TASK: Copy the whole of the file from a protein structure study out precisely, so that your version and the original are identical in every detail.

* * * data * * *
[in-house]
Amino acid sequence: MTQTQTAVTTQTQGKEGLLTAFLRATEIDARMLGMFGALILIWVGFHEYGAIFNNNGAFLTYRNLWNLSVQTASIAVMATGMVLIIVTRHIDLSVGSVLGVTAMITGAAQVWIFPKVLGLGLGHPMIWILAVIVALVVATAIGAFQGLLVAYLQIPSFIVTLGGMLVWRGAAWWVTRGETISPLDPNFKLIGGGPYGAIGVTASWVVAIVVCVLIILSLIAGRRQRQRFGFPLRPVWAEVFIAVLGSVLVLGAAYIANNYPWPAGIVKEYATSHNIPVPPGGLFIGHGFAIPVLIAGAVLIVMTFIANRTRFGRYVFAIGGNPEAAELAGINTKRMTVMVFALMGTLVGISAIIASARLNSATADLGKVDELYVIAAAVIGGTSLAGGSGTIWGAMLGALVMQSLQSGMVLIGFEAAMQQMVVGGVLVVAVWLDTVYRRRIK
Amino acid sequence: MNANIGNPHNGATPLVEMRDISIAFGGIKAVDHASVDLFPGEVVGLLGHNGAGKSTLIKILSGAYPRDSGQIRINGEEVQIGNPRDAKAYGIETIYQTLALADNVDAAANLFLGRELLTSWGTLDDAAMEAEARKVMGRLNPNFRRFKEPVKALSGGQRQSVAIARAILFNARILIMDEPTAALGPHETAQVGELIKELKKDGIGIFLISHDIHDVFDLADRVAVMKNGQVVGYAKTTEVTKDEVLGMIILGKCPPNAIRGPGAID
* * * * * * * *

[in-house]
Amino acid sequence: MTQTQTAVTTQTQGKEGLLTAFLRATEIDARMLGMFGALILIWVGFHEYGAIFNNNGAFLTYRNLWNLSVQTASIAVMATGMVLIIVTRHIDLSVGSVLGVTAMITGAAQVWIFPKVLGLGLGHPMIWILAVIVALVVATAIGAFQGLLVAYLQIPSFIVTLGGMLVWRGAAWWVTRGETISPLDPNFKLIGGGPYGAIGVTASWVVAIVVCVLIILSLIAGRRQRQRFGFPLRPVWAEVFIAVLGSVLVLGAAYIANNYPWPAGIVKEYATSHNIPVPPGGLFIGHGFAIPVLIAGAVLIVMTFIANRTRFGRYVFAIGGNPEAAELAGINTKRMTVMVFALMGTLVGISAIIASARLNSATADLGKVDELYVIAAAVIGGTSLAGGSGTIWGAMLGALVMQSLQSGMVLIGFEAAMQQMVVGGVLVVAVWLDTVYRRRIK
Amino acid sequence: MNANIGNPHNGATPLVEMRDISIAFGGIKAVDHASVDLFPGEVVGLLGHNGAGKSTLIKILSGAYPRDSGQIRINGEEVQIGNPRDAKAYGIETIYQTLALADNVDAAANLFLGRELLTSWGTLDDAAMEAEARKVMGRLNPNFRRFKEPVKALSGGQRQSVAIARAILFNARILIMDEPTAALGPHETAQVGELIKELKKDGIGIFLISHDIHDVFDLADRVAVMKNGQVVGYAKTTEVTKDEVLGMIILGKCPPNAIRGPGAID